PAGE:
Yes. Something bad happened on Monday morning and I'm not ready to write about it. I'm not sure if I'll ever be ready. But I'm coming down from the flare and the PTSD reactions. I've turned to all my solitary comforts, mostly Diablo III, some junk food and a couple of new Terry Pratchett novels. "The Long Earth" by Terry Pratchett and Stephen Baxter is excellent - not a screamingly funny book like Diskworld, good serious SF with incredibly grabby characters and fascinating premise.

I'm going to just take care of myself till my therapist comes back from her vacation next Monday, process everything as well as I can till then and not try to rush the process. I know that I will come through it and feel like myself again eventually, because I have been through worse. I'm still not going to let them win.

Last tip: pet the cat. That always helps. Purring and shedding on you will release endorphins, knock down the pain. A cat is incredibly supportive at times and majorly understanding. The cat does not agree with anyone who ever put you down. The cat's needs are simple and the cats' hearts are big. Substitute critter of choice if you're not a cat person. I am. Ari is my front line defense, he is right there whenever I feel down and will literally wash it away. When he does that, I feel better.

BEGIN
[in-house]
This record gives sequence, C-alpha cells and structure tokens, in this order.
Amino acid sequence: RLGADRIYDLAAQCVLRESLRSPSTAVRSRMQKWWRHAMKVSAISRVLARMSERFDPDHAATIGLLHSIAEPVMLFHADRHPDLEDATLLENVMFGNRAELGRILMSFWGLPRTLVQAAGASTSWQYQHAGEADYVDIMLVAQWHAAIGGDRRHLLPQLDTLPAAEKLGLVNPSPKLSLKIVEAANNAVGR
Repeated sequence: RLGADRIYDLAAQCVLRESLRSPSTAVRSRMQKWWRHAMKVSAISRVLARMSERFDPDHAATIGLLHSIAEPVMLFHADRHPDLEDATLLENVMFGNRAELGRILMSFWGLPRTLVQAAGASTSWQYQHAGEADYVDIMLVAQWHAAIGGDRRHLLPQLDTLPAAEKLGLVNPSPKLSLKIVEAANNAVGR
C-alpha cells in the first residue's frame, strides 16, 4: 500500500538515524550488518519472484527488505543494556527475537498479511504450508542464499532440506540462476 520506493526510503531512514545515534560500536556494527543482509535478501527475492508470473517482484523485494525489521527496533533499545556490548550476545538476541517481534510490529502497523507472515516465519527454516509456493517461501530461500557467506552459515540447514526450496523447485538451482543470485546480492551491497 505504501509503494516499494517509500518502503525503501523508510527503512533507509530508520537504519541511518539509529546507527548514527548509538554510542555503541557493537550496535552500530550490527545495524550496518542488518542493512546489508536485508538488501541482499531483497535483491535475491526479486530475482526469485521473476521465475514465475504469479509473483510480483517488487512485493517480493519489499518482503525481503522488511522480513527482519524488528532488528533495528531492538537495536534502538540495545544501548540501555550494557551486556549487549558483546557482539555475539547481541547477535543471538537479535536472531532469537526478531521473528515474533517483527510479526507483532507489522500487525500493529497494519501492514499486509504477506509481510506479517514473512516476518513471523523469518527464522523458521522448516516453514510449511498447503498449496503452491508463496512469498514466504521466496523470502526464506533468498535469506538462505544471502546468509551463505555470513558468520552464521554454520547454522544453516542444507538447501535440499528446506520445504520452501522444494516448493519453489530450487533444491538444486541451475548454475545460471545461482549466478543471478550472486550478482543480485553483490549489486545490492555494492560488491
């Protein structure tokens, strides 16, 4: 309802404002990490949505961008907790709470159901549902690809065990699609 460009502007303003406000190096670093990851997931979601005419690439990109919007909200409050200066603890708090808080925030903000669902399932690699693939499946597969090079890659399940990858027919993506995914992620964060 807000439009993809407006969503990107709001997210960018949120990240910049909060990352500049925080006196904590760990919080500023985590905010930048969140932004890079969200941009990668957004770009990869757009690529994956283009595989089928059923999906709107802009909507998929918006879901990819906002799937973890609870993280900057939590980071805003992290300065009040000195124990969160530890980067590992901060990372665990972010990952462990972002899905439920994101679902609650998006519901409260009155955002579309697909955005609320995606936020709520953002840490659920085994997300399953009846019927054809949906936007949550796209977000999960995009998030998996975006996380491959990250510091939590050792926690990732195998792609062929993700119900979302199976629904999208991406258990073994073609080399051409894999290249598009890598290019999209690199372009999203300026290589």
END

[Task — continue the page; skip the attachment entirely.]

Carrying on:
Amazing, how cat spit can change the way the world looks. But he means it with love and he makes me laugh and he's very sensitive to what's going on. He's also particularly happy because his big bag of good cat food arrived yesterday. 15 pound bag of super quality high protein food that is his top favorite brand, his own weight in cat food. Properly served one small handful at a time on demand, so it keeps its strong scent and freshness in the big sealed cat food tub.


robertsloan2: Ari sweet (Default)

March 2016